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Salient. Victoria University Students Newspaper. Vol. 38, No. 2. March 11, 1975

Consequences of the Development of the Multinationals

Consequences of the Development of the Multinationals

The development of the multinational enterprises in recent years has brought with it consequences in all parts of the world, but especially in the underdeveloped countries.

From the commercial point of view, prices and monetary problems, control of international markets and the majority of basic products, belong not to the producing countries, but to the industrialised countries, through a network of financial relations and agreements among dominant groups.= These' groups are the ones that fix the prices according to the varying needs of industry in the developed countries. The tendency that exists in this area is oriented toward lowering prices of unfinished or semi-finished products and increasing prices of manufactured products.

International speculation achieves this on the basis of the monetary crisis and of inflation. The multinational companies have available important 'floating' liquid sums and diverse foreign exchange that they utilise to provoke monetary crisis in their favour.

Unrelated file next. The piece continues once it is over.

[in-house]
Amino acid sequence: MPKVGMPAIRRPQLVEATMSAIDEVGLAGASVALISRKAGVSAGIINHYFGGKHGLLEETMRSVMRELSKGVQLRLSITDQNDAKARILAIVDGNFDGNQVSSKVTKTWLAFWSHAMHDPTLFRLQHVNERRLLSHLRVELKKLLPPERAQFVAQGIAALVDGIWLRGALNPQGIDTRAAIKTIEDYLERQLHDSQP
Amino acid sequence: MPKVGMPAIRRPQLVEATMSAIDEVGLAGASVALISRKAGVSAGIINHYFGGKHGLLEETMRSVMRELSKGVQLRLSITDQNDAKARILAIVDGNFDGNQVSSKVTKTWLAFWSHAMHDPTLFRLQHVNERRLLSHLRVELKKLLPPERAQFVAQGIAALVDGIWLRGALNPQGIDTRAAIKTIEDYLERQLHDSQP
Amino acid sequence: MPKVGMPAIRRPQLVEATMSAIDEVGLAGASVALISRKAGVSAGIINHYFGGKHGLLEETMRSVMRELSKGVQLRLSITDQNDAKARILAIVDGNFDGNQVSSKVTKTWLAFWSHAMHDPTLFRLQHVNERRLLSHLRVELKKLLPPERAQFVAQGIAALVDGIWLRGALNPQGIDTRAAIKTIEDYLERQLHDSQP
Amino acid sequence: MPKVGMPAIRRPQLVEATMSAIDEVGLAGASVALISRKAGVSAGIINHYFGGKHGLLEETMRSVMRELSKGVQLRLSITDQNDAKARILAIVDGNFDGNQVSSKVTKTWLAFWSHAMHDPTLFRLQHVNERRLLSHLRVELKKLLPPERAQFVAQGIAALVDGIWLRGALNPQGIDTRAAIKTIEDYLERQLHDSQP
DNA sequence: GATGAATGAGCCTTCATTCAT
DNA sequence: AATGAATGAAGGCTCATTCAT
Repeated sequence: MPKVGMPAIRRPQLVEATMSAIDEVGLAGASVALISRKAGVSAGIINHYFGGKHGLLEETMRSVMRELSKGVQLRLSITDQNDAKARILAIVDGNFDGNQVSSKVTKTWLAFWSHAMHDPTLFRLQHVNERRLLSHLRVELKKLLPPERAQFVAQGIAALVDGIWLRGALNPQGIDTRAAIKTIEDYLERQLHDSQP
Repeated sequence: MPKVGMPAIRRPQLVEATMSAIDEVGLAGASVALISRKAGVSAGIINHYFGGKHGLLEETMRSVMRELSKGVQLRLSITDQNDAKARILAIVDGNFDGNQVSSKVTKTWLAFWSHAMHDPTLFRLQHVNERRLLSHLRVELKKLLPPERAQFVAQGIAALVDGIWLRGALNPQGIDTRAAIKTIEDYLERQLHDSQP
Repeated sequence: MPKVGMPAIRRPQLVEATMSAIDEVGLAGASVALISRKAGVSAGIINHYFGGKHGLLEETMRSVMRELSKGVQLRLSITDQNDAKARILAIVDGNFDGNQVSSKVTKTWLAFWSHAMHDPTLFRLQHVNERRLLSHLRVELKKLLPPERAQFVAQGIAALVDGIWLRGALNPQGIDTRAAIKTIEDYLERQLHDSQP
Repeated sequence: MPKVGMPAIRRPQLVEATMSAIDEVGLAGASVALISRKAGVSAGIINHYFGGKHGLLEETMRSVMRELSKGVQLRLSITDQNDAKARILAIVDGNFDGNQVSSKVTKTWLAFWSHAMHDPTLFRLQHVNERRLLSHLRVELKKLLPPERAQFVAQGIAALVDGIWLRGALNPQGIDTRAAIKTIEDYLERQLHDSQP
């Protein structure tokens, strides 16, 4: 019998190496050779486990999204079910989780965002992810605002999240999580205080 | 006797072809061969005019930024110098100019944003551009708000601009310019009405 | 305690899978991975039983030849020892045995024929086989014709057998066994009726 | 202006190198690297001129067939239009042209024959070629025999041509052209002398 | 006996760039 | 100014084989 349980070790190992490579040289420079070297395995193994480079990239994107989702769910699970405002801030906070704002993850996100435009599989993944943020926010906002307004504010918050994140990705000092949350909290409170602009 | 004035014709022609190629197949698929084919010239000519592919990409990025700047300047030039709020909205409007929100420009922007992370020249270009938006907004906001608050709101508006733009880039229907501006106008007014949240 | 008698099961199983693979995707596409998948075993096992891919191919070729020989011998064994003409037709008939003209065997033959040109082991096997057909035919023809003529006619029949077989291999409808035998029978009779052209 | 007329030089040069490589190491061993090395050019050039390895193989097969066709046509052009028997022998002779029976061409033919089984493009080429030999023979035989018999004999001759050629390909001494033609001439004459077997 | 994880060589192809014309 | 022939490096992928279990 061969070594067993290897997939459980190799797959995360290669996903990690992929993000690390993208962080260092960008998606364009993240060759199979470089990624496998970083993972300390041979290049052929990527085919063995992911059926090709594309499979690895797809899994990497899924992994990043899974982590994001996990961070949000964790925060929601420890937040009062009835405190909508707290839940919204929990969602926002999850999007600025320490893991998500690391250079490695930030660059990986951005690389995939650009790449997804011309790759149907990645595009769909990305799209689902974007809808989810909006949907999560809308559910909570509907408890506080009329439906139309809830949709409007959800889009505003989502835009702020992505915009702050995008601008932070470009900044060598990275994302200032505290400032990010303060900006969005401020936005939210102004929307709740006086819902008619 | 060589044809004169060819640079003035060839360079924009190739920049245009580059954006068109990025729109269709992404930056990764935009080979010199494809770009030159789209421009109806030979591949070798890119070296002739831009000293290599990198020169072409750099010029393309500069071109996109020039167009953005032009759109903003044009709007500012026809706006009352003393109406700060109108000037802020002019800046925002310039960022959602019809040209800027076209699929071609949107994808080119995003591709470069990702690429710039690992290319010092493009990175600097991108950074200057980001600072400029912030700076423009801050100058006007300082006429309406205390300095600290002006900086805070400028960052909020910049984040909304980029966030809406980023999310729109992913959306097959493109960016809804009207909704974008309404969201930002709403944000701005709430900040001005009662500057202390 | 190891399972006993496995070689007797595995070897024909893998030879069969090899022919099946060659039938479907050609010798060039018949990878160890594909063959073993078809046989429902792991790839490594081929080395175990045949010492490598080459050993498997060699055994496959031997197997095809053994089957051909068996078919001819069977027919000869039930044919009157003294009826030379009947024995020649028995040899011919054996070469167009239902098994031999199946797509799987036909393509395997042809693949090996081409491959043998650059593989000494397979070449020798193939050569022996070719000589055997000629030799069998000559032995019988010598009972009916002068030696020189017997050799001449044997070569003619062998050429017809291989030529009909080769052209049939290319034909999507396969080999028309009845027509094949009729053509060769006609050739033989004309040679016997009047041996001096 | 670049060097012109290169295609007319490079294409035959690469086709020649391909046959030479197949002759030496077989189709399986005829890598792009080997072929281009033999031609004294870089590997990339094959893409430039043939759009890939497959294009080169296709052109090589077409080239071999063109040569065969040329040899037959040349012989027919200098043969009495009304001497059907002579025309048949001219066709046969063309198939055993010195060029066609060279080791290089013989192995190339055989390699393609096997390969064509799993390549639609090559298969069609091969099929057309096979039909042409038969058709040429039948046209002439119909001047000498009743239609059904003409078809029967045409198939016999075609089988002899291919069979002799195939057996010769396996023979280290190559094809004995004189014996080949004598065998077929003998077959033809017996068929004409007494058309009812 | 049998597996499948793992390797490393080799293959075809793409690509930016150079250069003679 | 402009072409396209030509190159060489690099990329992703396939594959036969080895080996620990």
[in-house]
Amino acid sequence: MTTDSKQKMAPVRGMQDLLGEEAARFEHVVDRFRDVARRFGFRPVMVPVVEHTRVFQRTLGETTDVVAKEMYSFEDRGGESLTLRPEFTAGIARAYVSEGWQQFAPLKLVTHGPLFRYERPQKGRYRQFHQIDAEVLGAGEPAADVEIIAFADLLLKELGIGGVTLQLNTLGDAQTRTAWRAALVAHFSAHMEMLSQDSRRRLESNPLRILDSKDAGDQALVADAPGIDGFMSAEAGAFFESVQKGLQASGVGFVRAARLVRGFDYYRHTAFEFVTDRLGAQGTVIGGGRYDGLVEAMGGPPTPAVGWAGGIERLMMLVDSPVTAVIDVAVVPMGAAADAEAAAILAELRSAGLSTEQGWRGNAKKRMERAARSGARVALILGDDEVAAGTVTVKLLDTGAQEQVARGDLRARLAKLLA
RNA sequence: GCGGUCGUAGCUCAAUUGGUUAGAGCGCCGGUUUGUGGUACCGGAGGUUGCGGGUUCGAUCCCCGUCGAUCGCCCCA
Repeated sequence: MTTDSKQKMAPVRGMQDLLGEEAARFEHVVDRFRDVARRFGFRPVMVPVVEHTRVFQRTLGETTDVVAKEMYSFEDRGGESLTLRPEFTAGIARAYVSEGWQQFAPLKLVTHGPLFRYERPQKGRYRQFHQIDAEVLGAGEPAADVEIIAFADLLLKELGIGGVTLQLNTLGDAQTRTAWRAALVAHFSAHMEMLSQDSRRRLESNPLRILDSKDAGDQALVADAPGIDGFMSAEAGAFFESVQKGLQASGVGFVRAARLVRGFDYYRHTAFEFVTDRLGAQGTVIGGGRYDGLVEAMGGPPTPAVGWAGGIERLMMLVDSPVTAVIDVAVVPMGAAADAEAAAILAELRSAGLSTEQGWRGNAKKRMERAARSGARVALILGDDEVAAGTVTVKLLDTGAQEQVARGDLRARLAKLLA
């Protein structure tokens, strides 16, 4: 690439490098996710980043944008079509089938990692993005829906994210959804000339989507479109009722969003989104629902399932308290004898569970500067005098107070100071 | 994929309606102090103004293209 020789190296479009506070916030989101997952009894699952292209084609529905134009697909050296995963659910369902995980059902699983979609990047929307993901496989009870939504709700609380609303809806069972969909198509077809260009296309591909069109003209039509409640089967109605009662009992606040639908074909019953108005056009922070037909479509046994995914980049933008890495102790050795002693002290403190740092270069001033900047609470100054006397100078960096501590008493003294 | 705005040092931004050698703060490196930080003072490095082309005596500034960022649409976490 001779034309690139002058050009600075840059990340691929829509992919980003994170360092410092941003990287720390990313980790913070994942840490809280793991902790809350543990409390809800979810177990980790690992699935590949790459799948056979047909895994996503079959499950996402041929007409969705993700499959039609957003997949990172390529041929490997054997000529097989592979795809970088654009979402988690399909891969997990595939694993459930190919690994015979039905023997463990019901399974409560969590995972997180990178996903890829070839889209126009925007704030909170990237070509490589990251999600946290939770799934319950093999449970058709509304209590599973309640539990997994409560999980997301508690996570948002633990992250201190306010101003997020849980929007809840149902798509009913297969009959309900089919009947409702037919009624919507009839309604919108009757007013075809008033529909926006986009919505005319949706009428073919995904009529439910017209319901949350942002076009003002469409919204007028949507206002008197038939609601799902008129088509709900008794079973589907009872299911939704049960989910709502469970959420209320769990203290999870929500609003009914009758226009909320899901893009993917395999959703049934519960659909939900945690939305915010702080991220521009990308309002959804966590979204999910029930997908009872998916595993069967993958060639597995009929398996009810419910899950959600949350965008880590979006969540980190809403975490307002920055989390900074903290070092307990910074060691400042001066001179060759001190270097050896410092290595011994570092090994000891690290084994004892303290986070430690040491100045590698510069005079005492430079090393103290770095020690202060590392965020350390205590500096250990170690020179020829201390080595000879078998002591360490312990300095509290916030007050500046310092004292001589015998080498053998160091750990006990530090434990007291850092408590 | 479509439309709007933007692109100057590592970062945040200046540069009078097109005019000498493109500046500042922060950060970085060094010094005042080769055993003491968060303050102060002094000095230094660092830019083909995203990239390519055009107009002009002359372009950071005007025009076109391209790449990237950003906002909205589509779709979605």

Within world commerce, the part of the exchange that the branches of the multinationals are responsible for among themselves, is one of the most spectacular proofs of the influence these companies exercise over national economic policies. In 1966, 22% of the value of British exports came from transactions among filial enterprises, that is between a foreign branch and the parent company. Another example is that the sales made between multinational companies with, headquarters in the United States, and their foreign branches, represented something more than 25% of the total of US exports in 1964. Today these figures have risen tremendously.


As for the problem of financial transfers, it is no secret that the multinationals deposit enormous sums of money among their branches in different countries in order to evade control and tax payments. A study made in 1967 revealed that North American enterprises with branches in Europe ordered these branches to send between 90% and 100% of their profits to the parent company. The same method is used in Latin America: between 1955 and 1967, US multinational enterprises invested a total of $4.361 billion on the continent, a sum which brought them a total profit of $12.403 billion, of which $10.839 billion was returned to the parent companies.

Latin America, without doubt, is the region most (saturated' with foreign and especially US capital. At the beginning of 1971, investments by US enterprises in the countries on the continent rose to $14.700 billion, while in the underdeveloped countries of Asia, they totalled $4.100 billion, and in Africa $2.600 billion. This 'saturation' becomes more evident if we consider the population of these regions. In Latin America in 1970, for every inhabitant there was a direct investment by US monopolies of $51, in Africa it was $8 and in Asia still less, close to $3.